Social media have become increasingly relevant in election campaigns, as both politicians and citizens have integrated them into their communication repertoires. However, little is known about which types of citizens employ these tools to discuss politics and stay informed about current affairs and how they integrate the contents and connections they encounter online with their offline repertoires of political action. In order to address these questions, we devised an innovative online survey involving a random sample representative of Italians who communicated about the 2013 general election on Twitter. Our results show that Twitter political users in Italy are disproportionately male, younger, better educated, more interested in politics, and ideologically more left-wing than the population as a whole. Moreover, there is a strong correlation between online and offline political communication, and Twitter users often relay the political contents they encounter on the web in their face-to-face conversations. Although the political users of social media are not representative of the population, their greater propensity to engage in political conversations both online and offline make them important channels of personal communication and allow the contents that circulate on the web to diffuse among populations that are much broader than those that engage with social media. The electoral significance of these digital platforms thus reaches well beyond the immediate audiences that are exposed to political contents through them.

Work in progress

How Social Media Reduces Mass Political Polarization. Evidence from Germany, Spain, and the United States

Working paper, October 2014 | Expand abstract »

A growing proportion of citizens rely on social media to gather political information and to engage in political discussions within their personal networks. Existing studies argue that social media create “echo-chambers,” where individuals are primarily exposed to like-minded views. However, this literature has ignored that social media platforms facilitate exposure to messages from those with whom individuals have weak ties, which are more likely to provide novel information to which individuals would not be exposed otherwise through offline interactions. Because weak ties tend to be with people who are more politically heterogeneous than citizens' immediate personal networks, this exposure reduces political extremism. To test this hypothesis, I develop a new method to estimate dynamic ideal points for social media users. I apply this method to measure the ideological positions of millions of individuals in Germany, Spain, and the United States over time, as well as the ideological composition of their personal networks. Results from this panel design show that most social media users are embedded in ideologically diverse networks, and that exposure to political diversity has a positive effect on political moderation. This result is robust to the inclusion of covariates measuring offline political behavior, obtained by matching Twitter user profiles with publicly available voter files in several U.S. states. I also provide evidence from survey data in these three countries that bolsters these findings. Contrary to conventional wisdom, my analysis provides evidence that social media usage reduces mass political polarization.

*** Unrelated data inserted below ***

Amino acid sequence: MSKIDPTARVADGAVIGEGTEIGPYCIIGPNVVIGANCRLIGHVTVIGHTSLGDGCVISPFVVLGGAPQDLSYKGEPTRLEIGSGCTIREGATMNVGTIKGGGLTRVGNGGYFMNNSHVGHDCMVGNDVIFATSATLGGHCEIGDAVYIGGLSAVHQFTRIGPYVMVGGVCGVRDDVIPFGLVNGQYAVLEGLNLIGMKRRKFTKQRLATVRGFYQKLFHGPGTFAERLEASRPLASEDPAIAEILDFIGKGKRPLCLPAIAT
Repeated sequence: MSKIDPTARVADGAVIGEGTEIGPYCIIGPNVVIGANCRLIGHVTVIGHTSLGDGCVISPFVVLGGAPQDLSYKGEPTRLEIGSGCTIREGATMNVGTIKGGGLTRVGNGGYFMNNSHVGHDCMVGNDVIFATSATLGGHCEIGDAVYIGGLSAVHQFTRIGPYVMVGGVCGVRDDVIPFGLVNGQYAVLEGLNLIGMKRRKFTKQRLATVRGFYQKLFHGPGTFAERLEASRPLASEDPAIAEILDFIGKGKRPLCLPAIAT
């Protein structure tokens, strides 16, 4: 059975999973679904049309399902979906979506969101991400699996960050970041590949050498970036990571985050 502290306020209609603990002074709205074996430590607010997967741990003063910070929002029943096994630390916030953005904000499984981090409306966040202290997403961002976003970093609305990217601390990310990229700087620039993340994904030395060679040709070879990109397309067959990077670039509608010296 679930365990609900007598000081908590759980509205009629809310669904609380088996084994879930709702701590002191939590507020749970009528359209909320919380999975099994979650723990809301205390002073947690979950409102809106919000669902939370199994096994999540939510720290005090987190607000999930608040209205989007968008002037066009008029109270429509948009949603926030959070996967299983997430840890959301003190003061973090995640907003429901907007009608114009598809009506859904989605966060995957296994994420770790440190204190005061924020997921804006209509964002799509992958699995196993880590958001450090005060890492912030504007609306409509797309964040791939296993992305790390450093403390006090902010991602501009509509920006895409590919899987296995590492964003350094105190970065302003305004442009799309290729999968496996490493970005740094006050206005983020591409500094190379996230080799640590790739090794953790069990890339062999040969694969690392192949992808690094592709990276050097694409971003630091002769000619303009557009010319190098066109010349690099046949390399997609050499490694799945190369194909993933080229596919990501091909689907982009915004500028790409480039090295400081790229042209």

Media coverage: New York Times, Wall Street Journal, Nieman Lab, Wired UK, Slate FR, Le Monde

Issue and Event Specific Dynamics of Ideological Polarization

Co-authored with Richard Bonneau, John T. Jost, Jonathan Nagler and Joshua Tucker

Under review | Cover page, March 2015 | Expand abstract »

Models of social and political behavior require precise estimates of the ideological positions of elite political actors and ordinary citizens. Social media presents unparalleled opportunities to measure individual traits of millions of people. Here we extend existing models that estimate positions on latent spaces based on network structure to estimate the ideological preferences of 3.8 million Twitter users in the United States. We then examine the role of political ideology in information diffusion through a dataset of 150 million tweets related to 12 different political and non-political issues. Results reveal that communication structures are dynamic, flexible, and situation-specific, and that previous work may overestimate the degree of online political polarization. We demonstrate that newsworthy events unrelated to politics and emergency situations are able to dramatically reduce the degree of ideological segregation in online communication networks, suggesting that it is a mistake to consider ideological polarization as a fixed aspect of online communication. These findings underscore the promise of harvesting social media data bearing on self-selected networks to estimate individual-level characteristics, as well as the potential for developing dynamic indicators of ideological preferences that will enable researchers to address a wide range of existing questions about social and political behavior.

Local Cartels: Parliamentary Representation and Subnational Electoral Success

Co-authored with Elias Dinas and Pedro Riera

Under review | Working paper, March 2015 | Expand abstract »

This article investigates how parties’ access to resources provided by the state improves their subsequent electoral performance. Previous cross-national research has emphasized the impact of legal rules on deterring new party entry. However, no clear consensus exists regarding the exact mechanisms that sustain insider parties while excluding outsiders. This article aims to fill this gap by arguing that the capacity of the former to ensure their own survival is higher whenever the benefits associated with presence in parliament are larger. Our main hypothesis is that, ceteris paribus, the greater the economic and informative resources parliamentary representation provides, the more likely obtaining at least one seat improves future electoral fortunes of political parties. We test it by exploiting the discontinuities generated by legal thresholds of representation at the subnational level in Spain, which allows us to causally identify the effect of parliamentary representation. We demonstrate that the magnitude of this effect is crucially shaped by the availability of important state subventions for parliamentary parties, the existence of a public television station at the regional level, the levels of fiscal decentralization, and the lack of a single-party with a parliamentary majority.